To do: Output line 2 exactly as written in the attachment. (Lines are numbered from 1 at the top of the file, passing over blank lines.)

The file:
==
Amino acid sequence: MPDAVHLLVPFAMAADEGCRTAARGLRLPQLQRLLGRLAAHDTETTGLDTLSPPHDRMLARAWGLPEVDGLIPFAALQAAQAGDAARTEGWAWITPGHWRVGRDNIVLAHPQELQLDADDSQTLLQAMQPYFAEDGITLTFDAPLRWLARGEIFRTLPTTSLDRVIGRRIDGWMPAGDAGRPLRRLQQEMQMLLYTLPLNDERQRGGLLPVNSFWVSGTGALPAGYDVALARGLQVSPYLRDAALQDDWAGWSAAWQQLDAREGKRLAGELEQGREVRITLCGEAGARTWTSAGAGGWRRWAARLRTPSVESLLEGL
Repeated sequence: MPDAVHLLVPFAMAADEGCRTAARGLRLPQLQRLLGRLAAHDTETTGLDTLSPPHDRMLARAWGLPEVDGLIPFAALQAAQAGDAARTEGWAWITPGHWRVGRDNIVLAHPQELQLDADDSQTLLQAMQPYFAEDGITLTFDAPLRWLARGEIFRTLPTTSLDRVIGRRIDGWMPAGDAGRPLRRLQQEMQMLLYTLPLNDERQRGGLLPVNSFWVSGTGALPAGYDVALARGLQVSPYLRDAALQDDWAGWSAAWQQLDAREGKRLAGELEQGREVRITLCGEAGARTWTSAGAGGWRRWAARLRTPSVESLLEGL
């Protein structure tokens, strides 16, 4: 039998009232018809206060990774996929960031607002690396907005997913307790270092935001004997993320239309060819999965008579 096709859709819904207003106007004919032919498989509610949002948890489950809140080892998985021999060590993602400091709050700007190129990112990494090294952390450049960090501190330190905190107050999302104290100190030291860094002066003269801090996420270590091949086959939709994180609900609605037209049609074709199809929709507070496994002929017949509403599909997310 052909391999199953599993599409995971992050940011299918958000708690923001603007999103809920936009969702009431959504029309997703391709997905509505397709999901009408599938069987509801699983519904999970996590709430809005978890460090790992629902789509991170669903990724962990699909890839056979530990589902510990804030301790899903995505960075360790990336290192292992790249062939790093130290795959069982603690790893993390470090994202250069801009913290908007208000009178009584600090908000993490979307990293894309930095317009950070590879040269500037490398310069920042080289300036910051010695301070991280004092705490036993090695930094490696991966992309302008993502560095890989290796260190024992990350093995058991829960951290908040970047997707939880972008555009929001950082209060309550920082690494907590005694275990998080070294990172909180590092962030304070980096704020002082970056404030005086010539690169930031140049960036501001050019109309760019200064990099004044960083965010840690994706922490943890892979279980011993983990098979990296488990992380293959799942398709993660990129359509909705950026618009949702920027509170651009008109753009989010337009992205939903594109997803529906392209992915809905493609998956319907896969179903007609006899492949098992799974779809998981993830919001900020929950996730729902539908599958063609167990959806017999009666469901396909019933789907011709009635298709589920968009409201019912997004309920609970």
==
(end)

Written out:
Repeated sequence: MPDAVHLLVPFAMAADEGCRTAARGLRLPQLQRLLGRLAAHDTETTGLDTLSPPHDRMLARAWGLPEVDGLIPFAALQAAQAGDAARTEGWAWITPGHWRVGRDNIVLAHPQELQLDADDSQTLLQAMQPYFAEDGITLTFDAPLRWLARGEIFRTLPTTSLDRVIGRRIDGWMPAGDAGRPLRRLQQEMQMLLYTLPLNDERQRGGLLPVNSFWVSGTGALPAGYDVALARGLQVSPYLRDAALQDDWAGWSAAWQQLDAREGKRLAGELEQGREVRITLCGEAGARTWTSAGAGGWRRWAARLRTPSVESLLEGL